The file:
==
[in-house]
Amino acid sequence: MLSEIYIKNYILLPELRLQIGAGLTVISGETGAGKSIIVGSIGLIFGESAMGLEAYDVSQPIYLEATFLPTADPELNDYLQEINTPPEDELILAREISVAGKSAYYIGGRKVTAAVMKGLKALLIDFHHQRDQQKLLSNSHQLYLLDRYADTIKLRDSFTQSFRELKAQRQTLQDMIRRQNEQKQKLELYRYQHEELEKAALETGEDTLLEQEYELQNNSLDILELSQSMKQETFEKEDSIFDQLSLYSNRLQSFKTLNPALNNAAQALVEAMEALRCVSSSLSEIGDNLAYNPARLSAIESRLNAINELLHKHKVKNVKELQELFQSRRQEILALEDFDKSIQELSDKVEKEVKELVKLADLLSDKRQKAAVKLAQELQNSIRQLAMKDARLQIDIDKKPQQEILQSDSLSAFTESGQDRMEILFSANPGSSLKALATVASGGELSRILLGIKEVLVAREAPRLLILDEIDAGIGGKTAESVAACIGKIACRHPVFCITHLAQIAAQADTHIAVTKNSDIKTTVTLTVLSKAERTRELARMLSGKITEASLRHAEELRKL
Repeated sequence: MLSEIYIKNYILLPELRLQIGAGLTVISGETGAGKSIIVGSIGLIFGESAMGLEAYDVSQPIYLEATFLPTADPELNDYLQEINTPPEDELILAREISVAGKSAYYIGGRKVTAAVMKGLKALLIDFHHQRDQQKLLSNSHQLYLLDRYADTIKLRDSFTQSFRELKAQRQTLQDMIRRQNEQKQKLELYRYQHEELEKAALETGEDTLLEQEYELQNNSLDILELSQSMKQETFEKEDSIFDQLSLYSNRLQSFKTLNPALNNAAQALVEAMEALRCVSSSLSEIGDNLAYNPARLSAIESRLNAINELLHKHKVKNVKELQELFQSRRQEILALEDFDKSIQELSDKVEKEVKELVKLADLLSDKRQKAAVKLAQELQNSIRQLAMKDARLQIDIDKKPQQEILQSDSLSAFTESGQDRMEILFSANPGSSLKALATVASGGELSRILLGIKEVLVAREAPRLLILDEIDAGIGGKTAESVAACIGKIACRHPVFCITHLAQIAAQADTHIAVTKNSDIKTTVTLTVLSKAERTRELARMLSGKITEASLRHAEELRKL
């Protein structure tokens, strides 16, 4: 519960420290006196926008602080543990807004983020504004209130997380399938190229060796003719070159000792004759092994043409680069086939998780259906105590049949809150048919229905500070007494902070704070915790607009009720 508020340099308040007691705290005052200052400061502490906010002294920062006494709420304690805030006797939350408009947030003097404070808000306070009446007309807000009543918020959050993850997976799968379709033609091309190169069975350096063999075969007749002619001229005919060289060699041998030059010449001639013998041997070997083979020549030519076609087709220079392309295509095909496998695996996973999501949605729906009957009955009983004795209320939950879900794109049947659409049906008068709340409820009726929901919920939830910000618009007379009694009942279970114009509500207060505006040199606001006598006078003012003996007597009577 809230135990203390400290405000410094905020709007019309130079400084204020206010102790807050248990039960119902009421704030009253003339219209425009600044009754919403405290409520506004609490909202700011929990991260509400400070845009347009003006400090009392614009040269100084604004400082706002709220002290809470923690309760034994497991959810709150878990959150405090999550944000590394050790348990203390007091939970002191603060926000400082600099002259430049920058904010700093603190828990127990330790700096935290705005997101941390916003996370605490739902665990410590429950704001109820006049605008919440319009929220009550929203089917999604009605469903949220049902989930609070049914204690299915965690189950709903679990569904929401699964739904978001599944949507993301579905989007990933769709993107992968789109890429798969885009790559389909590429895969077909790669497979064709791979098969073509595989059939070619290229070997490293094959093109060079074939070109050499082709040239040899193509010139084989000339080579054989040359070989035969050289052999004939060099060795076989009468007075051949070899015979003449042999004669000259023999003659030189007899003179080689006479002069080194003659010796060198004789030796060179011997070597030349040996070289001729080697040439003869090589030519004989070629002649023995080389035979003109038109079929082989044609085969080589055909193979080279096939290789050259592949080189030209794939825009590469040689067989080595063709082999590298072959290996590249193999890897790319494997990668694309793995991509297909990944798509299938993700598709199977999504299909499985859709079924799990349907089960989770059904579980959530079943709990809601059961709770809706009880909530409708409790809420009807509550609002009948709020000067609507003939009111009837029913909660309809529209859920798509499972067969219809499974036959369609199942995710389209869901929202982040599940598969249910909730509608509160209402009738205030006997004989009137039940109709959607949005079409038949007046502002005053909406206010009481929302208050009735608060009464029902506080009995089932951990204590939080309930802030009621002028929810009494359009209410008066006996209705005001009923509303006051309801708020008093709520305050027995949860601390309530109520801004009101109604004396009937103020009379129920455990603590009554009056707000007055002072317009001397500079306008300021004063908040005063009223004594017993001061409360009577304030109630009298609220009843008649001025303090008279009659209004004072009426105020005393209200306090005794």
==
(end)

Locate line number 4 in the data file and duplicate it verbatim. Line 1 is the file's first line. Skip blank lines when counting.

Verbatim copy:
């Protein structure tokens, strides 16, 4: 519960420290006196926008602080543990807004983020504004209130997380399938190229060796003719070159000792004759092994043409680069086939998780259906105590049949809150048919229905500070007494902070704070915790607009009720 508020340099308040007691705290005052200052400061502490906010002294920062006494709420304690805030006797939350408009947030003097404070808000306070009446007309807000009543918020959050993850997976799968379709033609091309190169069975350096063999075969007749002619001229005919060289060699041998030059010449001639013998041997070997083979020549030519076609087709220079392309295509095909496998695996996973999501949605729906009957009955009983004795209320939950879900794109049947659409049906008068709340409820009726929901919920939830910000618009007379009694009942279970114009509500207060505006040199606001006598006078003012003996007597009577 809230135990203390400290405000410094905020709007019309130079400084204020206010102790807050248990039960119902009421704030009253003339219209425009600044009754919403405290409520506004609490909202700011929990991260509400400070845009347009003006400090009392614009040269100084604004400082706002709220002290809470923690309760034994497991959810709150878990959150405090999550944000590394050790348990203390007091939970002191603060926000400082600099002259430049920058904010700093603190828990127990330790700096935290705005997101941390916003996370605490739902665990410590429950704001109820006049605008919440319009929220009550929203089917999604009605469903949220049902989930609070049914204690299915965690189950709903679990569904929401699964739904978001599944949507993301579905989007990933769709993107992968789109890429798969885009790559389909590429895969077909790669497979064709791979098969073509595989059939070619290229070997490293094959093109060079074939070109050499082709040239040899193509010139084989000339080579054989040359070989035969050289052999004939060099060795076989009468007075051949070899015979003449042999004669000259023999003659030189007899003179080689006479002069080194003659010796060198004789030796060179011997070597030349040996070289001729080697040439003869090589030519004989070629002649023995080389035979003109038109079929082989044609085969080589055909193979080279096939290789050259592949080189030209794939825009590469040689067989080595063709082999590298072959290996590249193999890897790319494997990668694309793995991509297909990944798509299938993700598709199977999504299909499985859709079924799990349907089960989770059904579980959530079943709990809601059961709770809706009880909530409708409790809420009807509550609002009948709020000067609507003939009111009837029913909660309809529209859920798509499972067969219809499974036959369609199942995710389209869901929202982040599940598969249910909730509608509160209402009738205030006997004989009137039940109709959607949005079409038949007046502002005053909406206010009481929302208050009735608060009464029902506080009995089932951990204590939080309930802030009621002028929810009494359009209410008066006996209705005001009923509303006051309801708020008093709520305050027995949860601390309530109520801004009101109604004396009937103020009379129920455990603590009554009056707000007055002072317009001397500079306008300021004063908040005063009223004594017993001061409360009577304030109630009298609220009843008649001025303090008279009659209004004072009426105020005393209200306090005794």